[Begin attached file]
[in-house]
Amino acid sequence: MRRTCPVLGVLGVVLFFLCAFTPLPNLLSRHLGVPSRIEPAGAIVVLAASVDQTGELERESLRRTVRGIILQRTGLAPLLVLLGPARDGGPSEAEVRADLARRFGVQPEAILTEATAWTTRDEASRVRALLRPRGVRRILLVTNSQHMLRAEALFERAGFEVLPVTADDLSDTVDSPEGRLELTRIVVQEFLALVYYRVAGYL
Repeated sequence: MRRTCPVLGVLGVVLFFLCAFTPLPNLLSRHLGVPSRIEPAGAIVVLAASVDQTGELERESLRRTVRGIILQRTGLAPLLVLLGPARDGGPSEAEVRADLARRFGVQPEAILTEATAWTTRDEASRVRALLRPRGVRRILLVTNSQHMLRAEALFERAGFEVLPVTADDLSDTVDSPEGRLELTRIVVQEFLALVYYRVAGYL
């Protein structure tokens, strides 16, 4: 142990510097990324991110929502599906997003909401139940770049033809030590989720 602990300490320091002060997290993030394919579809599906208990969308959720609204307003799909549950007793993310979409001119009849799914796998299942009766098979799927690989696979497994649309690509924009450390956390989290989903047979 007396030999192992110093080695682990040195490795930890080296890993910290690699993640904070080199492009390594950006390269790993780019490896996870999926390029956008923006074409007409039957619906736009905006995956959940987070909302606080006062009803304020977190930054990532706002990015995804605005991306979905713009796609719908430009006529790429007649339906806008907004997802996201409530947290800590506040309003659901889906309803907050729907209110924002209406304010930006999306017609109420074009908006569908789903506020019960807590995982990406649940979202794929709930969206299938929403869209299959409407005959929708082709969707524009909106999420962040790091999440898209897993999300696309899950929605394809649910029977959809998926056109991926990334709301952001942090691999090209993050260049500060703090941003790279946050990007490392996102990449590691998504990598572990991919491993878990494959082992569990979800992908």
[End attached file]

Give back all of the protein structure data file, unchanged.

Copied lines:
[in-house]
Amino acid sequence: MRRTCPVLGVLGVVLFFLCAFTPLPNLLSRHLGVPSRIEPAGAIVVLAASVDQTGELERESLRRTVRGIILQRTGLAPLLVLLGPARDGGPSEAEVRADLARRFGVQPEAILTEATAWTTRDEASRVRALLRPRGVRRILLVTNSQHMLRAEALFERAGFEVLPVTADDLSDTVDSPEGRLELTRIVVQEFLALVYYRVAGYL
Repeated sequence: MRRTCPVLGVLGVVLFFLCAFTPLPNLLSRHLGVPSRIEPAGAIVVLAASVDQTGELERESLRRTVRGIILQRTGLAPLLVLLGPARDGGPSEAEVRADLARRFGVQPEAILTEATAWTTRDEASRVRALLRPRGVRRILLVTNSQHMLRAEALFERAGFEVLPVTADDLSDTVDSPEGRLELTRIVVQEFLALVYYRVAGYL
């Protein structure tokens, strides 16, 4: 142990510097990324991110929502599906997003909401139940770049033809030590989720 602990300490320091002060997290993030394919579809599906208990969308959720609204307003799909549950007793993310979409001119009849799914796998299942009766098979799927690989696979497994649309690509924009450390956390989290989903047979 007396030999192992110093080695682990040195490795930890080296890993910290690699993640904070080199492009390594950006390269790993780019490896996870999926390029956008923006074409007409039957619906736009905006995956959940987070909302606080006062009803304020977190930054990532706002990015995804605005991306979905713009796609719908430009006529790429007649339906806008907004997802996201409530947290800590506040309003659901889906309803907050729907209110924002209406304010930006999306017609109420074009908006569908789903506020019960807590995982990406649940979202794929709930969206299938929403869209299959409407005959929708082709969707524009909106999420962040790091999440898209897993999300696309899950929605394809649910029977959809998926056109991926990334709301952001942090691999090209993050260049500060703090941003790279946050990007490392996102990449590691998504990598572990991919491993878990494959082992569990979800992908």